b. Make brief notes about the text on your scrap paper.
c. Remember that the tone or attitude of the passage is usually respectful and moderate, never going to extremes of praise nor criticism.
d. Look out for structural words that tell you the important ideas or transitions in a passage.
e. Go back to the text of the passage for the answers to specific questions.
Test Taking Startegy
1) Aggressively read each paragraph for its main idea.  If you can’t write down in a few words what the point of each paragraph is, you weren’t reading actively enough.  You should jot down the following.
a. Main idea or primary purpose
b. Organization/Structure
c. Tone or attitude of author (if applicable)
Note: Be careful to not write facts down.  It’ll bog you down and usually results in a loss of the big picture and moves you to focus too much into the details.
2) Note any trigger words, same train of thought words, yin-yang parallelism.
3) Weed out possible disputable answers.  Vague, wimpy answers are often correct over stronger statements.  BANKING ASPIRANTS doesn’t want to get many complaints that a particular answer that was strongly stated, that exceptions could arise.  BANKING ASPIRANTS would rather play it safe.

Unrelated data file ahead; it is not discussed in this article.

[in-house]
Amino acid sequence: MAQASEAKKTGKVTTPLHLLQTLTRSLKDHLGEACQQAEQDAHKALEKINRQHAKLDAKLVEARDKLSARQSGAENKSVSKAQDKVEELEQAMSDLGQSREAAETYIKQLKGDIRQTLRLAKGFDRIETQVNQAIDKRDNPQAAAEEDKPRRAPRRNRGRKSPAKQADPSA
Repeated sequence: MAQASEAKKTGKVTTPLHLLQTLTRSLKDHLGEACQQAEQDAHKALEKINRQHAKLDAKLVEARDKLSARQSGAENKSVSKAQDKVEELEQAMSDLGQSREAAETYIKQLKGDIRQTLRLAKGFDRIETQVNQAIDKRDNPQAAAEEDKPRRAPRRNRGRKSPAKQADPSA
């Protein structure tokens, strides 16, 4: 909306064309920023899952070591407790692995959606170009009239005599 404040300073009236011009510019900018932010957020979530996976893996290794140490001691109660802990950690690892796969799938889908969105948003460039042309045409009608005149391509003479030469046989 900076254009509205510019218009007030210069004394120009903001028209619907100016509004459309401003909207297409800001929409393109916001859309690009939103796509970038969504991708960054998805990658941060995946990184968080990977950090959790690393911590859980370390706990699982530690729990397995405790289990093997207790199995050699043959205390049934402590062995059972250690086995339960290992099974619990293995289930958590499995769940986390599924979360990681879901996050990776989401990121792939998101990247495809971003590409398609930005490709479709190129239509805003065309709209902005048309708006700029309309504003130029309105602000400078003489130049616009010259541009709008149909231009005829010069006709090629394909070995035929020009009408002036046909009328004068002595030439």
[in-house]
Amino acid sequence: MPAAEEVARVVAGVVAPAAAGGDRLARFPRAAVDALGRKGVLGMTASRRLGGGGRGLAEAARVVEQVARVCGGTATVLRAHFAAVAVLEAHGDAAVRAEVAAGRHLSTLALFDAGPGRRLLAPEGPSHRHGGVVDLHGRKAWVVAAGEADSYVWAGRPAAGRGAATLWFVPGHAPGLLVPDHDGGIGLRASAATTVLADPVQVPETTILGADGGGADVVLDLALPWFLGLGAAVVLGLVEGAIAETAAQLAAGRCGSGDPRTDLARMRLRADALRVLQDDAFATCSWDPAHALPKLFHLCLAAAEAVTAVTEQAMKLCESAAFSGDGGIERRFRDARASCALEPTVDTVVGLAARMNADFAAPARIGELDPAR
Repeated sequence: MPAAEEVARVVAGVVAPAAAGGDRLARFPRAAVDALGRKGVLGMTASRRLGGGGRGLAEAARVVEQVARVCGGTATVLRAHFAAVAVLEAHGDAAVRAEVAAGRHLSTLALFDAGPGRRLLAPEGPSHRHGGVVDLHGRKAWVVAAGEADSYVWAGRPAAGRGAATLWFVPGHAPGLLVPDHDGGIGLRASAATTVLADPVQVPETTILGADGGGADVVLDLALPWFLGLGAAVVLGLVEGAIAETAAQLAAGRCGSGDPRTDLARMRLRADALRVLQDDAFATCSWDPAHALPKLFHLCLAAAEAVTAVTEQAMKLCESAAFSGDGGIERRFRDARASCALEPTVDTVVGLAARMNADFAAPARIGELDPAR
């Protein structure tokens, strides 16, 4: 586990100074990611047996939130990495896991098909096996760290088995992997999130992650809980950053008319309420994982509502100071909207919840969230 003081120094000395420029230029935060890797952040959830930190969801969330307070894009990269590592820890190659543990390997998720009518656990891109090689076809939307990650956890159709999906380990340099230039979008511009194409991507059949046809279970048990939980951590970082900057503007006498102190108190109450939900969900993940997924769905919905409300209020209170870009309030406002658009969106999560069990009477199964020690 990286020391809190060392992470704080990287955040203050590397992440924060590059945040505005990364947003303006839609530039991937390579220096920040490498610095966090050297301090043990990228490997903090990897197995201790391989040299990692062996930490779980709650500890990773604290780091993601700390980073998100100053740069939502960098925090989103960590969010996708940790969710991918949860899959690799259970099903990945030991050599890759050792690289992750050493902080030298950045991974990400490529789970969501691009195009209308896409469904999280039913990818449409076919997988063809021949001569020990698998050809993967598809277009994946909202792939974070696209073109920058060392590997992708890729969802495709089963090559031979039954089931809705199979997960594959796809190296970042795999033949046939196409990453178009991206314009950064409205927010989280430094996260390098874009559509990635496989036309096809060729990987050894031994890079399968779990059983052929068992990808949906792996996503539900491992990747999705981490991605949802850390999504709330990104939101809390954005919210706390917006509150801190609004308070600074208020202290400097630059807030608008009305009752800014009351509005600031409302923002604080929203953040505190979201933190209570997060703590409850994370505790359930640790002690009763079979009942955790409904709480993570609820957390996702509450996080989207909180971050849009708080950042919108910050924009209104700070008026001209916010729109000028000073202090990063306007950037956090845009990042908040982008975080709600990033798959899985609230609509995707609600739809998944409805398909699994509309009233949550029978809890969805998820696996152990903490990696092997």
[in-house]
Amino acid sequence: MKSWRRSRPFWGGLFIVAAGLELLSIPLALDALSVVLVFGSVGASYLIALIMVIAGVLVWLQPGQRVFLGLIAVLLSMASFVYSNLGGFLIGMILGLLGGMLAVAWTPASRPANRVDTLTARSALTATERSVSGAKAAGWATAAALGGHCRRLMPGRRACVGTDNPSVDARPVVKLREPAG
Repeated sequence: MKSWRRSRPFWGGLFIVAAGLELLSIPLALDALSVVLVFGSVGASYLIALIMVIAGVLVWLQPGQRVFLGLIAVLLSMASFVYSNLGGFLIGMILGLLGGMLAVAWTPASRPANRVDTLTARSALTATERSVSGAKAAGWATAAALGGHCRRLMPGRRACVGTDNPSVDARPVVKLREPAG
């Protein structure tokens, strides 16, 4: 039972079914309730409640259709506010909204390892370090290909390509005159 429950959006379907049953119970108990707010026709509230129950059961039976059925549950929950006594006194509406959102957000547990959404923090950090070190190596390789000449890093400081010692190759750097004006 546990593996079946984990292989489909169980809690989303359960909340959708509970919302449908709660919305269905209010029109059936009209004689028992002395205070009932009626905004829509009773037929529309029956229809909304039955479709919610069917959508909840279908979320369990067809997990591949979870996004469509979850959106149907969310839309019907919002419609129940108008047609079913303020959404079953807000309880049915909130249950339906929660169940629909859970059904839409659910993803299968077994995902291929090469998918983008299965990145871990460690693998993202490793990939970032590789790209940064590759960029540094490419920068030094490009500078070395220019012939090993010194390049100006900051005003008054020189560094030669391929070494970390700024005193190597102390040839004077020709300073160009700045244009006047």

4) Minority passages are often positive in tone and answers tend to be positive in tone as well.  Again, BANKING ASPIRANTS, wouldn’t want to look prejudiced.
5) Always eliminate bad choices first before answering.  You’ll almost always be able to narrow down to 2-3 and that significantly improves your odds of getting the question right.
6) Read the entire passage before answering the questions.  Other books say skim, but it’s not always successful with more difficult passages where minute details change meanings of the passage and could get you going down the wrong path on inference or main point questions.  Give yourself 3 minutes or less.
7) For Inference questions, (Note: these are usually the hardest of all RC questions) go find the general area being referenced.  Read a bit above or below it and then make your choices.  Don’t go by memory.  This is going to cause more problems than are helpful with saving time in the long run.  Your answer should never contradict the main point of the passage.
8) Most people get main point and inference questions wrong so focus more carefully on these.
9) “According to the passage/author” question type of questions.  Whenever you see this question, tell yourself, “Stop and stop thinking. I need to FIND, not think.”
10) For main point or central idea type of questions, re-read the first and last sentences of each paragraph before making elimination choices and answering.  Getting the overall structure is really helpful before answering.